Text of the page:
|Wu, J., Anwar, S. (2016). Ruga Interior Skin (RIS): Towards Building Smart Self-Deployable Structures,” International Journal of the Constructed Environment, Volume 7, Issue 3, pp. 17-30, 2016
In architectural design, skin is a familiar metaphor for building envelopes that provide flexible layers of protection and are often dependent upon rigid structural supports. With advances in material technology and sustainable development, architectural skins are changing, creating new topological forms, providing new visual and tactile experiences, and becoming the conceptual bridge between our body and our environment. Can a three-dimensional architectural skin be self-assembled or self-folded from two-dimensional sheet material? Can this architectural skin be made of non-rigid material and yet provide semi-rigid structural support? What are the design considerations, tools, techniques, methods and processes of building such an architectural skin? And how can a new approach to developing an innovative architectural skin contribute to our ongoing search for energy-efficient building design, self-assembling deployable shelter, as well as sustainable construction techniques? This paper will introduce Ruga Architectural Skin (RAS), an ongoing research project exploring the potentiality of a new type of architectural skin.
“Ruga” is a Latin word for making winkles, creases, and folds, and the word has been recently used by material scientists to describe the various physical qualities of these various folded states. RAS is inspired by the use of folding to create complex topological forms from flat thin sheet material with simple and low cost tools. Folded forms have inherently rigid properties and at the same time are flexible. In comparison to other fabrication techniques, folding or bending allows for complex and innovative structures formed with simple and low cost tools at the point of assembly. From flat sheet material, folded designs can be easily deployed into a three-dimensional volume and then can be collapsed back to a two-dimensional flat shape that is much smaller for ease shipping and storage.
Many folded designs are inspired by origami, the Japanese art of paper folding. The original purpose of origami is to obtain various shapes, ranging from animals figures to objects, both abstract and figurative, by folding a flat sheet of uncut paper. Constructing a three-dimensional surface from two-dimensional sheet material in origami has inspired designers and engineers to come up with novel ways to fabricate, assemble, store and morph structures that are safe, efficient and energy saving (Edwin, Hartl, Malak, & Lagoudas, 2014), from collapsible medical stents for hearts (Kuribayashi et al., 2006) to airbags for cars. In architectural design, one of the earliest examples of exploration of paper folding and topological design of architectural system was conducted by Ron Resch (Ronald D Resch, 1973). In the last two decades, folding, both as a theoretical idea and as a means for form generation in architecture, has inspired a new generation of architects and designers to create morphogenesis architectural volumes with continuous variations and interpolations that overlaps gaps and avoid fracture (Lynn, 2004). Morphological architectural structures are starting to make use of one of the main characteristics of folding design – the kinetic ability to deploy and collapse in three-dimensional space (Liapi, 2002; Motro, 2009). More recently, researchers have been looking into using active materials that can convert various form of energy into mechanical work for folding to create self-folding (Edwin et al., 2014). However, low cost architectural skins that are deployable, configurable and that are in large scales, continue to be very challenging for architects and designers.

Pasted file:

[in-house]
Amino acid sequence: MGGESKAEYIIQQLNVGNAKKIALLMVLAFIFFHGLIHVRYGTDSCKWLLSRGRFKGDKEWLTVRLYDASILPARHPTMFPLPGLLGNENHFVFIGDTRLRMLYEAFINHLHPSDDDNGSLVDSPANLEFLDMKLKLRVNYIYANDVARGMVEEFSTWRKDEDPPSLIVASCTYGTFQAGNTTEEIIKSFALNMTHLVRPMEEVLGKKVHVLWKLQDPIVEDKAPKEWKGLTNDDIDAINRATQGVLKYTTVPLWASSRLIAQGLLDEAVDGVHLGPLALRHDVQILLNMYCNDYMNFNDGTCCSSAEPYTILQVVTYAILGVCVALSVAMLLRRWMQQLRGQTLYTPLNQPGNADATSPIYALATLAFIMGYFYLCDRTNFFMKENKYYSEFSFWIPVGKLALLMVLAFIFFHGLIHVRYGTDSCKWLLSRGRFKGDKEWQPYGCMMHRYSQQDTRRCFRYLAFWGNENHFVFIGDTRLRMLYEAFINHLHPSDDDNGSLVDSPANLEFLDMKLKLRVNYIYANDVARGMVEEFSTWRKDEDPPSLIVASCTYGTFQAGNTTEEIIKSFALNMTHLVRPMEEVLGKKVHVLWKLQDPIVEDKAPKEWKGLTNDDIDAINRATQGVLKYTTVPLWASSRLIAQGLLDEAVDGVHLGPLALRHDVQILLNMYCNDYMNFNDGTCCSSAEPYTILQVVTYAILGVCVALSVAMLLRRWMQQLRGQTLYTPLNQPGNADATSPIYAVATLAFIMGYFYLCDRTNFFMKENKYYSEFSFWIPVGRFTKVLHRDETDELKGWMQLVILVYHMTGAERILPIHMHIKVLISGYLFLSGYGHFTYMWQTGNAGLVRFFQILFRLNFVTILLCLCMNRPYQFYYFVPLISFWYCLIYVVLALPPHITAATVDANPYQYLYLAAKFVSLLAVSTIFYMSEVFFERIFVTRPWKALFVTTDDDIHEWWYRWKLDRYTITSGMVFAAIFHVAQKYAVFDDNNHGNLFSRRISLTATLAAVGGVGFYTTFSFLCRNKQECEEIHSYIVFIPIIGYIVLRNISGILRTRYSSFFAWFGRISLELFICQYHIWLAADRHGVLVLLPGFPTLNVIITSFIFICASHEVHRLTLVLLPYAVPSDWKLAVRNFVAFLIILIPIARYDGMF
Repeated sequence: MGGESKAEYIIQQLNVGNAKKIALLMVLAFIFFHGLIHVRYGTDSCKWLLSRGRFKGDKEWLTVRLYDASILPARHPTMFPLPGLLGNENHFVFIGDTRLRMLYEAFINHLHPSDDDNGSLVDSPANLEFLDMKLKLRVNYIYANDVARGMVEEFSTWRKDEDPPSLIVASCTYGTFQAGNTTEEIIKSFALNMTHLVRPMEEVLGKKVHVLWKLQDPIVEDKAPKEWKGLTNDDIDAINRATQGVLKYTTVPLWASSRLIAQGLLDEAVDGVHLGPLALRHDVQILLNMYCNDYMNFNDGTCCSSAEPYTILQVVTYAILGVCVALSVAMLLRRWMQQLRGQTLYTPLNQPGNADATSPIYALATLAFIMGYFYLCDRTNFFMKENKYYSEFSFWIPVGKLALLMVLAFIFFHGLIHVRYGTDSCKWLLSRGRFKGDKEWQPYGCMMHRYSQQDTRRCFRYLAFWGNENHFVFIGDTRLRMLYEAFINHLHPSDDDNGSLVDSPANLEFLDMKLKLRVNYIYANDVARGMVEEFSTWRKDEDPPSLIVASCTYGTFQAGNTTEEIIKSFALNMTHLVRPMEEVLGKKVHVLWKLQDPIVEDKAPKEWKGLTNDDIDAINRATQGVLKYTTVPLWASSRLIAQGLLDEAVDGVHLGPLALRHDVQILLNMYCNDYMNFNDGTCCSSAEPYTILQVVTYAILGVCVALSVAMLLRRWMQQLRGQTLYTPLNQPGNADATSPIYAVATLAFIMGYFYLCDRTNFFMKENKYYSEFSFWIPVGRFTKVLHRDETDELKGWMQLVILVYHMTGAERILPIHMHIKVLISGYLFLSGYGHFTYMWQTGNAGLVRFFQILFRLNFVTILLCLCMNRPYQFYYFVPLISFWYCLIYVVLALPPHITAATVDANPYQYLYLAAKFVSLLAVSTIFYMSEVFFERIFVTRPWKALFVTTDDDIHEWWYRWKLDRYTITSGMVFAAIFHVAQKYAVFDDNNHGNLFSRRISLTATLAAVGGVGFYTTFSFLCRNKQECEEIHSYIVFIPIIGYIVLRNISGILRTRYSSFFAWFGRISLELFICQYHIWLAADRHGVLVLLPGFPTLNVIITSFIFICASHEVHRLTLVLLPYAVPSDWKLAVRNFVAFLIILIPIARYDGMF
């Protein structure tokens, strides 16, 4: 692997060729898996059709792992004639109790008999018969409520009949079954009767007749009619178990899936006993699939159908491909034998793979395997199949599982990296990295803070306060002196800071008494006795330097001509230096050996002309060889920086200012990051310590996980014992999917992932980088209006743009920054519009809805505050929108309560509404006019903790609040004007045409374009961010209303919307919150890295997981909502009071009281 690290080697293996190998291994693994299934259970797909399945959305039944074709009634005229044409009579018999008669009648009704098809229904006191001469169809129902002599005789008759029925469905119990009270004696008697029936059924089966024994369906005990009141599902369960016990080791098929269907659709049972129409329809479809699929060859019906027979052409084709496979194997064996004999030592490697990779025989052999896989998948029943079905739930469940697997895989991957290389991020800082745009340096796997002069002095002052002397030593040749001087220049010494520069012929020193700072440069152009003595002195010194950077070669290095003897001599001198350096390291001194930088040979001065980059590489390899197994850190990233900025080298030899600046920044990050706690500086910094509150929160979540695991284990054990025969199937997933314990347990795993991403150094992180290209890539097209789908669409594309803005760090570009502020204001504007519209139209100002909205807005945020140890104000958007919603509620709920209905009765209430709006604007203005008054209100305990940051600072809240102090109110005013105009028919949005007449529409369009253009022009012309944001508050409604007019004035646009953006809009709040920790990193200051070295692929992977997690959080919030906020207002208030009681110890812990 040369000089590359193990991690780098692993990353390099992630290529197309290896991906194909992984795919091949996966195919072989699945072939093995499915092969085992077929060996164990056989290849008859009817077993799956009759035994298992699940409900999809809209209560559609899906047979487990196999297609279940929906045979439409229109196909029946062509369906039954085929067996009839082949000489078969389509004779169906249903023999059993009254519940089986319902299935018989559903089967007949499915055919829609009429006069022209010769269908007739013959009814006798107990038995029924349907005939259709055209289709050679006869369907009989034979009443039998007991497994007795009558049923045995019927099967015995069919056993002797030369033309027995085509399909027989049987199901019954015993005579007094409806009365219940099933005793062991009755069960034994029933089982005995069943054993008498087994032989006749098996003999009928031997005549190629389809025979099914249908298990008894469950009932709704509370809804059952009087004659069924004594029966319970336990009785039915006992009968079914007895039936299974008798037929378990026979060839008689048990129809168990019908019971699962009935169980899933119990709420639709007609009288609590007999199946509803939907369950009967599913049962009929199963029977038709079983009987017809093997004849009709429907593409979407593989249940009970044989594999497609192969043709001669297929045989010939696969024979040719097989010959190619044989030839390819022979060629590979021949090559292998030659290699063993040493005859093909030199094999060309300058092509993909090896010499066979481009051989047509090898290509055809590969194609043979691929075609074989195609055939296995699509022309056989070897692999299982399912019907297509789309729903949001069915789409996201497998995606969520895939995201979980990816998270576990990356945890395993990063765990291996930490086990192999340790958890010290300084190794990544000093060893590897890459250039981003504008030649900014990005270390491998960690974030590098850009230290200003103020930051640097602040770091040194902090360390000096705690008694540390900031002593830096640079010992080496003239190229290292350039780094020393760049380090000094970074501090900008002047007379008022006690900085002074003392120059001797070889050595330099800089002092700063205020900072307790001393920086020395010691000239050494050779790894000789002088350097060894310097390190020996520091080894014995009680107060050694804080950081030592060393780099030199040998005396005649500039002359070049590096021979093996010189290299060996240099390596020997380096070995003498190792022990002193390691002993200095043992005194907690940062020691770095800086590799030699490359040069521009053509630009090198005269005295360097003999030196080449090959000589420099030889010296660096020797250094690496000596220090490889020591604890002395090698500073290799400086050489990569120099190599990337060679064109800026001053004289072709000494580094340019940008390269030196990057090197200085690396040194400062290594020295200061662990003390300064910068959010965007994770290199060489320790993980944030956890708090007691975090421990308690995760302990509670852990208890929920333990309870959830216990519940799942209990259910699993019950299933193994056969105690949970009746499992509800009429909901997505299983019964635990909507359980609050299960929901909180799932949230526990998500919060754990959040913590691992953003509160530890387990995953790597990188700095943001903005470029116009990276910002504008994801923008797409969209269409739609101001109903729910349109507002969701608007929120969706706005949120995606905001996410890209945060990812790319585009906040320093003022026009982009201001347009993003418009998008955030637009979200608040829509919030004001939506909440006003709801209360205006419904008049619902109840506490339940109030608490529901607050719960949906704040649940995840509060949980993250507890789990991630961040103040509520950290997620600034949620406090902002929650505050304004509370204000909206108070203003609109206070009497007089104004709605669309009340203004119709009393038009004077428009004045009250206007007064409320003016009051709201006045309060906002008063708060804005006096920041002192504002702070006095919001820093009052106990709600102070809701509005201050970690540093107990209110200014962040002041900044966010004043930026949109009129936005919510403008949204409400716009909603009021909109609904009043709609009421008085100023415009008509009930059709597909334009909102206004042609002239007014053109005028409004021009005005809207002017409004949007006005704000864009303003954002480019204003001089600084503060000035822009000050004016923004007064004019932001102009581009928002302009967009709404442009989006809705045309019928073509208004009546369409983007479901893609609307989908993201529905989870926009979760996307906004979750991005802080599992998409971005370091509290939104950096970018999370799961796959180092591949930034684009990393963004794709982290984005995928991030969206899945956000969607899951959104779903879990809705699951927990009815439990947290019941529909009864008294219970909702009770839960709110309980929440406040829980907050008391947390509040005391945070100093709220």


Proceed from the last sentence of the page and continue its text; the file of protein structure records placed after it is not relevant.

This architectural skin comes from two-dimensional sheet materials that can be pre-fabricated off-site and then shipped flat to the site, thus tremendously reducing the required amount of energy and resources in comparison to conventional structures. Once arriving on the site, it can be self-assembled or self-folded, suspended and reconfigured differently into various semi-structural surfaces. Although this architectural skin has roots in a paper folding art form, it proposes not only to significantly advance the technology of the art form, but also to transform this technology to the self-assembling structures that can potentially shift the paradigm in building temporary architecture.
This paper starts with a discussion of the application of origami in self-assemble and deployable architectural topologies. While objective of this paper is towards building smart self-folding architectural topology, this paper currently focuses on identifying the design considerations, tools, techniques, methods and processes of making and installing of several 1:1 scale mock-ups in corrugated cardboard, testing of varies materials, and surveying of the self-folding mechanism design and remote micro-processor control system design. Pending funding opportunity will allow us to build a 1:1 scale smart architectural skin prototype.
This research is a collaboration between Jiangmei Wu and Sohel Anwar.